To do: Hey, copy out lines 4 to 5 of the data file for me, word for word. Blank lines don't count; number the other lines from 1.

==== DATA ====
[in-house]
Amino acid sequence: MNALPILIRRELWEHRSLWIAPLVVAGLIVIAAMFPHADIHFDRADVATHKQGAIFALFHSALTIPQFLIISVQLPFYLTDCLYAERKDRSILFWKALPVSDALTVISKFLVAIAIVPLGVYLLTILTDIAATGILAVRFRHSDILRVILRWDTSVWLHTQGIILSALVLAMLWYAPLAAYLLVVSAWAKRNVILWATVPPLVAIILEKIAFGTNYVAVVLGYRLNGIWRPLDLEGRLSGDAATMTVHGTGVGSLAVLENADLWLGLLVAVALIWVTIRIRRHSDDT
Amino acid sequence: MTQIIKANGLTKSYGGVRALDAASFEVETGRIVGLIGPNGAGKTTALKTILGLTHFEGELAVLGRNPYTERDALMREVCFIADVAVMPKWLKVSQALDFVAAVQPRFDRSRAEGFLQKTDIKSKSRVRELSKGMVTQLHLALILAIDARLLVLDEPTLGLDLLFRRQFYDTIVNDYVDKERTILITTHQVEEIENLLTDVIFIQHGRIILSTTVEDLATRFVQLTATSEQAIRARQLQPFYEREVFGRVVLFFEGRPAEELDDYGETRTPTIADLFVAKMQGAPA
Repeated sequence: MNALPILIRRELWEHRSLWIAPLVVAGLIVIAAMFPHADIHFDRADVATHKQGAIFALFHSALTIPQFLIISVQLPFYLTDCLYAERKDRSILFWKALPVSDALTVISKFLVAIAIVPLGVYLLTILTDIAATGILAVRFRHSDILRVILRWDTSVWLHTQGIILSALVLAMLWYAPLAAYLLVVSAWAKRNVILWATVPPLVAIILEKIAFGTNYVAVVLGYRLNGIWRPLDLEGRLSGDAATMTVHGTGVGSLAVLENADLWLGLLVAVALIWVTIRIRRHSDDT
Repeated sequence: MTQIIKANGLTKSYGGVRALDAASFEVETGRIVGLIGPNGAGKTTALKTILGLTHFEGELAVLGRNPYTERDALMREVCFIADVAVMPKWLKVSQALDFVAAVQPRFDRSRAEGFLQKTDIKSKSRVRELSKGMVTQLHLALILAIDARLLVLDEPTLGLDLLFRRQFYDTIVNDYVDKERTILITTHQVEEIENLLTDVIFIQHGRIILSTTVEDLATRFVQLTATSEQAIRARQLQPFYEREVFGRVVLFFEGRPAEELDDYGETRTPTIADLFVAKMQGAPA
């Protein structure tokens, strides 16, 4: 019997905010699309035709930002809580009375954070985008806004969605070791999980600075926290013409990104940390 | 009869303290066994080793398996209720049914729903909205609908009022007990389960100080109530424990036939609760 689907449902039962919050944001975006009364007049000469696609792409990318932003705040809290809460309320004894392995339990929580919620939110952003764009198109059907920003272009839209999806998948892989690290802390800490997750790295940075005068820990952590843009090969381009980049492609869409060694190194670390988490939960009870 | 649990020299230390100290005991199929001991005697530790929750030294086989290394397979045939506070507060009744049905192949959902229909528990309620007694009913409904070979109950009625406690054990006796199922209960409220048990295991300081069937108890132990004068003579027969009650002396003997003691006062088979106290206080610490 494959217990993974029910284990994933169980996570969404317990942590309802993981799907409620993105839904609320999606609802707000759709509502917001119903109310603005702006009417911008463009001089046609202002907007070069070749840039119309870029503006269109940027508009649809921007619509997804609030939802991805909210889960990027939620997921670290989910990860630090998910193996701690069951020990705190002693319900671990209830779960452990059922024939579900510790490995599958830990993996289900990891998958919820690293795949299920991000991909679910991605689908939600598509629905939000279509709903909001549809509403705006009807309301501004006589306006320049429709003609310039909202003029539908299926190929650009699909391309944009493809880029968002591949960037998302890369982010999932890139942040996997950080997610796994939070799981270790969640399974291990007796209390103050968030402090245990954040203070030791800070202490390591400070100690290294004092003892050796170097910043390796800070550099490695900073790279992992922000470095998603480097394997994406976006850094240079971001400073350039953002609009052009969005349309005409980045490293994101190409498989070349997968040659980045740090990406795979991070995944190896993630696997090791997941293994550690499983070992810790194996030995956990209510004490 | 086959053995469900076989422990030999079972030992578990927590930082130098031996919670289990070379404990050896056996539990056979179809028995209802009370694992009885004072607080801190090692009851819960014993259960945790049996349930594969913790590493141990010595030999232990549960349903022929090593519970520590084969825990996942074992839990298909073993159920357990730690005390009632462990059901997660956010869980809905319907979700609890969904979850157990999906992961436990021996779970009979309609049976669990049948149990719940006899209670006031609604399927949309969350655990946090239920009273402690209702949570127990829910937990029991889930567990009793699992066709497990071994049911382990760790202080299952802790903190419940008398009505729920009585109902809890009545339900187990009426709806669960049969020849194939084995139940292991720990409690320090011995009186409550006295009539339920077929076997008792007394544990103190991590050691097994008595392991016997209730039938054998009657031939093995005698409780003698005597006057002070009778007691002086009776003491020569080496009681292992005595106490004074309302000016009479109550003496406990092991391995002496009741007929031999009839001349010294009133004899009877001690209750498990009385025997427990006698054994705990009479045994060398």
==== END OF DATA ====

Repeated sequence: MNALPILIRRELWEHRSLWIAPLVVAGLIVIAAMFPHADIHFDRADVATHKQGAIFALFHSALTIPQFLIISVQLPFYLTDCLYAERKDRSILFWKALPVSDALTVISKFLVAIAIVPLGVYLLTILTDIAATGILAVRFRHSDILRVILRWDTSVWLHTQGIILSALVLAMLWYAPLAAYLLVVSAWAKRNVILWATVPPLVAIILEKIAFGTNYVAVVLGYRLNGIWRPLDLEGRLSGDAATMTVHGTGVGSLAVLENADLWLGLLVAVALIWVTIRIRRHSDDT
Repeated sequence: MTQIIKANGLTKSYGGVRALDAASFEVETGRIVGLIGPNGAGKTTALKTILGLTHFEGELAVLGRNPYTERDALMREVCFIADVAVMPKWLKVSQALDFVAAVQPRFDRSRAEGFLQKTDIKSKSRVRELSKGMVTQLHLALILAIDARLLVLDEPTLGLDLLFRRQFYDTIVNDYVDKERTILITTHQVEEIENLLTDVIFIQHGRIILSTTVEDLATRFVQLTATSEQAIRARQLQPFYEREVFGRVVLFFEGRPAEELDDYGETRTPTIADLFVAKMQGAPA